Could the war against childhood obesity finally be showing some positive results? A new study has found that the rates of obesity among toddlers is on the decline, but health officials are not ready to call this a win just yet.
Victoria, Australia has seen a slight decrease in the number of obese toddlers. A new study found that the number of obese toddlers has decreased recently from 18.5 percent to 15.4 percent. Experts are hoping that this means the obesity rates among children is reversible, giving a healthy boost to children who suffer because of their weight.
The study was conducted by Deakin’s WHO Collaborating Centre for Obesity Prevention. More than 225,000 toddlers between the ages of two and three-and-a-half years were looked at in this study. The researchers found that the numbers of obesity in their area was slightly lower than in previous counts, making an encouraging sign that the population was getting healthier.
“These results show promising signs that not only is overweight and obesity declining in some groups but that it may be possible to slow, even reverse, the widespread increase in obesity seen in recent years,” said Deakin Obesity expert, Prof Boyd Swinburn.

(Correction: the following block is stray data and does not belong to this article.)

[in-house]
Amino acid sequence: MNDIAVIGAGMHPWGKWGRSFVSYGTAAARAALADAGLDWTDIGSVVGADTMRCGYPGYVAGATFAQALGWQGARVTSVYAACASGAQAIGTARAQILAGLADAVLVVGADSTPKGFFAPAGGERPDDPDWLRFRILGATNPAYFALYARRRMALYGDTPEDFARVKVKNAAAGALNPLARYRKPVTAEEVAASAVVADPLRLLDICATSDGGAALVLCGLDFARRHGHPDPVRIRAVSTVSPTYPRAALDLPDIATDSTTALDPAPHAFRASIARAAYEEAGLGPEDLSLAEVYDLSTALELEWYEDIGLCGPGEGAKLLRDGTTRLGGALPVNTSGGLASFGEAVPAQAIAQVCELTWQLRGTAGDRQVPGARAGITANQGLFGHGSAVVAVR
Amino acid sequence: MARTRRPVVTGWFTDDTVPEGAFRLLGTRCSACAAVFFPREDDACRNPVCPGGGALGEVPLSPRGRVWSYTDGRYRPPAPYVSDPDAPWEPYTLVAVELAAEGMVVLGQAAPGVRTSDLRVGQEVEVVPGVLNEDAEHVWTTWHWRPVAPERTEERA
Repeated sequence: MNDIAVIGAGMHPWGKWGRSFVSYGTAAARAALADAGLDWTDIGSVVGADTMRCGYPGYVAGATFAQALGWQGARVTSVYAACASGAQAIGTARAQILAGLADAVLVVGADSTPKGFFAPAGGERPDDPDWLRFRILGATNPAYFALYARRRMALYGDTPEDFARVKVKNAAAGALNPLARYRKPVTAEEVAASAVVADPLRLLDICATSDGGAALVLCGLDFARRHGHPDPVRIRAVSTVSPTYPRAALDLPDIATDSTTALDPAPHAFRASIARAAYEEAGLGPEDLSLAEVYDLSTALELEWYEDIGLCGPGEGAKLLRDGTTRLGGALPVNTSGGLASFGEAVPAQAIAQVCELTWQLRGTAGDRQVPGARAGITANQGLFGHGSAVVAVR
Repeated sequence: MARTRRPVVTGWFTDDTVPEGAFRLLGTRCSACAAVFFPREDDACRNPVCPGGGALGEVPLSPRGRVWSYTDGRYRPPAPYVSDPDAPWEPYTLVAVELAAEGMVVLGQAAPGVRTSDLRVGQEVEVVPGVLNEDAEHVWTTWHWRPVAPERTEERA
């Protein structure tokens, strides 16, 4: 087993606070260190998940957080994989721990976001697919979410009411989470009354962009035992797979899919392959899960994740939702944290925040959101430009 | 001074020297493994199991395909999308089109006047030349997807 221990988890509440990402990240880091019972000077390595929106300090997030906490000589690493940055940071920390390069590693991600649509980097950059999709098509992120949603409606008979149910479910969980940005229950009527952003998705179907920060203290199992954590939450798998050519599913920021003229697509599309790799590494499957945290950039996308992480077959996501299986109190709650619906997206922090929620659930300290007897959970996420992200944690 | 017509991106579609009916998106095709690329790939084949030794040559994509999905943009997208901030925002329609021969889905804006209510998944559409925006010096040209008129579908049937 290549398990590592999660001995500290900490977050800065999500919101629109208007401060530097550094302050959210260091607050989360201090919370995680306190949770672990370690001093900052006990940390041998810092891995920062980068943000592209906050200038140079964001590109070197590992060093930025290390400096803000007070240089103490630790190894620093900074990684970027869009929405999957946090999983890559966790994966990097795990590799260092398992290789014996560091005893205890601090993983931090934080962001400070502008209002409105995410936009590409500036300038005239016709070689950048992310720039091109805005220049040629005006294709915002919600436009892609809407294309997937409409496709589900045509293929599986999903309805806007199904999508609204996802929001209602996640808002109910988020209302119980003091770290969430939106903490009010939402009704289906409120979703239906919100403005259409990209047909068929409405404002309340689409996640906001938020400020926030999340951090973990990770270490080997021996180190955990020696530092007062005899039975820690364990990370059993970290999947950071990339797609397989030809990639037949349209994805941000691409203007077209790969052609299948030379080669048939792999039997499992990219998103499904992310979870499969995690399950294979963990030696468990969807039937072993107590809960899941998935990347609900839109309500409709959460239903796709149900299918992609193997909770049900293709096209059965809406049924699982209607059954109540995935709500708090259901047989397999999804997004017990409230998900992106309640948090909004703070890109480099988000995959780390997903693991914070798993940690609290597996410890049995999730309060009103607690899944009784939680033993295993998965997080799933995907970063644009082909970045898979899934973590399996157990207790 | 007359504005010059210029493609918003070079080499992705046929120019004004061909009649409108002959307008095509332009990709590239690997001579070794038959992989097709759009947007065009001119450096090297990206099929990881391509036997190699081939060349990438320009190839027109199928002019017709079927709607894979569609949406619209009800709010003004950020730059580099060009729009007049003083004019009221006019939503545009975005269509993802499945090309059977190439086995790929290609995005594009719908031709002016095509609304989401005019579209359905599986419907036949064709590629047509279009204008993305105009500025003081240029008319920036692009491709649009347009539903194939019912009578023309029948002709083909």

Families living in lower socioeconomic areas had the most pronounced decrease in obesity rates. This may be in part due to a three year project by Romp & Chomp in Geelong that used low cost community support programs to help curb obesity in young children. Providing healthy support to families with lower incomes may help them to be able to make healthier food choices.
However, Prof Swinburn says there is still a lot of work left to be done. His suggestion is restricting the marketing of unhealthy foods to children in Australia. According to Swinburn, the marketing power of these cheap yet unhealthy foods causes too many families to give in to their children’s wants. Restricting this would help decrease the obesity rates even more. – Summer, staff writer
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